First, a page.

Spanish media giant to get Anglo-American accent

Spanish media giant to get Anglo-American accent

29th November 2010, Comments 0 comments

Spanish media giant Prisa, best-known for its flagship newspaper El Pais, is about to fall under Anglo-Saxon influence with the entry into its capital and board of directors of American and British investors.

Madrid -- Spanish media giant Prisa, best-known for its flagship newspaper El Pais, is about to fall under Anglo-Saxon influence with the entry into its capital and board of directors of American and British investors.

Even if Prisa iteself denies it, the arrival of Nicolas Berggruen and Martin Franklin will represent a small cultural revolution for the heavily indebted group, which has been firmly on the political left since El Pais was founded in the 1970s following the end of the Franco dictatorship.

The appearance of these two "atypical" investors, familiar to Wall Street and who have made known their preference for companies in difficulty, has intrigued both markets and the media. This interest in no small part due to their offbeat personalities.

Franklin, 45, a Briton, is an ultra-sporty businessman whose "obsession" is running ten triathlons a year.


This photo shows a shareholders meeting for Spanish media giant Prisa in Madrid last year.

His business partner, the US-German Berggruen, 49, son of an art collector, has been called the "homeless billionaire" by The Wall Street Journal due in part to his life spent between jets and palaces.

The complex financial operation, which should be concluded by the end of the year, will see an injection of USD 870 million (about EUR 620 million) into the group, a Prisa spokesman said. But he emphasized it will not mean any loss of independence.

Berggruen and Franklin "have repeatedly said they do not get involved in management and that their investment was financial," he said.

Franklin himself told the French newspaper Le Monde in October, which is itself owned 15 percent by Prisa, that the deal was "a financial investment,  not at all a political one."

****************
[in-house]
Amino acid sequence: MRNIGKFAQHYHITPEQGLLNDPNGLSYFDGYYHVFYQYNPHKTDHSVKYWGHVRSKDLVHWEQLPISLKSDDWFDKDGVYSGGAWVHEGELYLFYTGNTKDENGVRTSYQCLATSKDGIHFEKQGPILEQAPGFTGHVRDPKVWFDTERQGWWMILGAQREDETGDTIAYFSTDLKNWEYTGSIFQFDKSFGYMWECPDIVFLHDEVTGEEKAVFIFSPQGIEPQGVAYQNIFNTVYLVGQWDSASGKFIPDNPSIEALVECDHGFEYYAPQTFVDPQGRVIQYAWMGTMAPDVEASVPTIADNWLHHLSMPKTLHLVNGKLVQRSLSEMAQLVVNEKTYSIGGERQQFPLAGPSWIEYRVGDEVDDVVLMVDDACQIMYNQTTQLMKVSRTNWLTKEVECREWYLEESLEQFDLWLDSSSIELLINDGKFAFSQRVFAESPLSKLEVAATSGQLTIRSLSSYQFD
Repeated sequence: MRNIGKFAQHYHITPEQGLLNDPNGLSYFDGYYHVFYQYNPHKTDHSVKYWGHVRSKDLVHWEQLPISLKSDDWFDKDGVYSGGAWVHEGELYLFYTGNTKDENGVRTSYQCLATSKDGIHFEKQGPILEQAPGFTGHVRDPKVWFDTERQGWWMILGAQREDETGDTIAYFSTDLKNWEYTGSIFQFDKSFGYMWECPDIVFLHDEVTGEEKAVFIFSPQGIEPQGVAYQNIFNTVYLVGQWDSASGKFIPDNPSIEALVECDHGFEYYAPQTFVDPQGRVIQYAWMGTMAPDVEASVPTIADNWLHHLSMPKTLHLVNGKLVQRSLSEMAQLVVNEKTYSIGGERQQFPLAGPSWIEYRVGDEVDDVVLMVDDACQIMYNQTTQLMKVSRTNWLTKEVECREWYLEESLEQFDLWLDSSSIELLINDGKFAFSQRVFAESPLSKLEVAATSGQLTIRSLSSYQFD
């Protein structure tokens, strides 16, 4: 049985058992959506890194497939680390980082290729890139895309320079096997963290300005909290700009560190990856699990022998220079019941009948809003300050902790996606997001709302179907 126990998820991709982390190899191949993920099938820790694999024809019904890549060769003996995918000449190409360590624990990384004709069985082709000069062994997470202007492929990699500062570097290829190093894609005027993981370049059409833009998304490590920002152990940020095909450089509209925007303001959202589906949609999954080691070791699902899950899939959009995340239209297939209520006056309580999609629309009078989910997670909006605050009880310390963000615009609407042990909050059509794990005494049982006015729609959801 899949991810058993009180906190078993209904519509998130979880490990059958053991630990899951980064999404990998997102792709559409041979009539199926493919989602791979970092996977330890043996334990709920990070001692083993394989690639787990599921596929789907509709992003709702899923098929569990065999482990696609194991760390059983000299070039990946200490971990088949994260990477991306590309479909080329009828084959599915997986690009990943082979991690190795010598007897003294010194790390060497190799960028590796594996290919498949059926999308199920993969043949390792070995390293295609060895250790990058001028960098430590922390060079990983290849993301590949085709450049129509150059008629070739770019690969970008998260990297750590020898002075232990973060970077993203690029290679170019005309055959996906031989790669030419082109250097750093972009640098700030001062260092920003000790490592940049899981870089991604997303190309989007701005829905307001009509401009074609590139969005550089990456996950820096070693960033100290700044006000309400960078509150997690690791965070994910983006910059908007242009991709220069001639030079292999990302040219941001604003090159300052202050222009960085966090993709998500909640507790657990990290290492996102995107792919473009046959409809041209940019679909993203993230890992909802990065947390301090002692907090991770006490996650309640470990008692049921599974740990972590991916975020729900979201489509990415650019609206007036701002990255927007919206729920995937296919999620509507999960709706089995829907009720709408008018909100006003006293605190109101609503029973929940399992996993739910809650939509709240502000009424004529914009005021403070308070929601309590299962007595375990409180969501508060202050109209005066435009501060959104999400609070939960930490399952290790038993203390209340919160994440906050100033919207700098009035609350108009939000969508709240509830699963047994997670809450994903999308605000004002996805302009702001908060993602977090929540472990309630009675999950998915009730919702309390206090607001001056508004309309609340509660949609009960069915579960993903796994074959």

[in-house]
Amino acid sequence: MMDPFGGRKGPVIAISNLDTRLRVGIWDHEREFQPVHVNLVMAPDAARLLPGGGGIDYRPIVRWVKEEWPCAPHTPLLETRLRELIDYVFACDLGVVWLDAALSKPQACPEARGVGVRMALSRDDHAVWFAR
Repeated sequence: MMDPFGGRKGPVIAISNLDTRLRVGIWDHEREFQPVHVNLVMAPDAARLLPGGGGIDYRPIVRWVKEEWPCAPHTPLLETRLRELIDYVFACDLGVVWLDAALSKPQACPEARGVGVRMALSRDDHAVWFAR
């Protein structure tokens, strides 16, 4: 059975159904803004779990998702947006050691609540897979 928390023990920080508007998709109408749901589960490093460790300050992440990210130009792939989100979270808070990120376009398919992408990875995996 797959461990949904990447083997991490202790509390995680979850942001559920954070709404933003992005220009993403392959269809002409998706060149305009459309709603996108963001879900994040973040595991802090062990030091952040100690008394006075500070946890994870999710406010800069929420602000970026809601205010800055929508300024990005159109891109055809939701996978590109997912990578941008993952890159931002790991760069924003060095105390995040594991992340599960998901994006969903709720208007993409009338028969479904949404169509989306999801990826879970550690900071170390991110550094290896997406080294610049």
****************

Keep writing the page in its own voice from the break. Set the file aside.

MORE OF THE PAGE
Markets are excited by the operation, which was announced in March and then modified in August to reflect a fall in Prisa stock, viewing it as a financial rescue.

"Prisa was in financial trouble, with very few alternatives, they needed capital to face a very high level of debt," a Spanish analyst said on condition of anonymity.

Prisa, the leading Spanish and Portuguese-language media group, has interests in the press, television, radio and digital platforms in Spain, Portugal and Latin America. But it is burdened with nearly EUR 5.0 billion in debt.

Faced with the arrival of the Anglo-American duo, who are leading a group of investors including the Goldman Sachs bank, many wonder about the future role of the current controlling shareholder, the family of Prisa founder Jesus de Polanco.

Polanco's son Ignacio took over as chairman after his father died in 2007.


CEO of Spanish Prisa publisher house and owner of El Pais newspaper leaves with unidentified persons the headquarters of Le Monde.

"This deal is good news but it is accompanied by a massive dilution" on the part of the Polanco family, whose stake will drop from 70 percent to 35 percent, or even 18.4 percent eventually and under certain circumstances, said Adrian Zunzunegui, analyst for the brokerage firm Iberian Equities.

"The control by the (Polanco) family could eventually be called into question," said Zunzunegui.
Prisa iteself has no such fears.

"The Polanco family specifically said it wanted to maintain control," said the Prisa spokesman, adding that a special financial mechanism exists to ensure it stays above 30 percent.

But an analyst said the exact contribution of this "financial duo" remains an "unknown" for Prisa.

One thing is certain though -- CEO Juan Luis Cebrian, who has been at the helm of the group for 20 years, announced he would stay in office another three years. 

Olivier Thibault / AFP / Expatica

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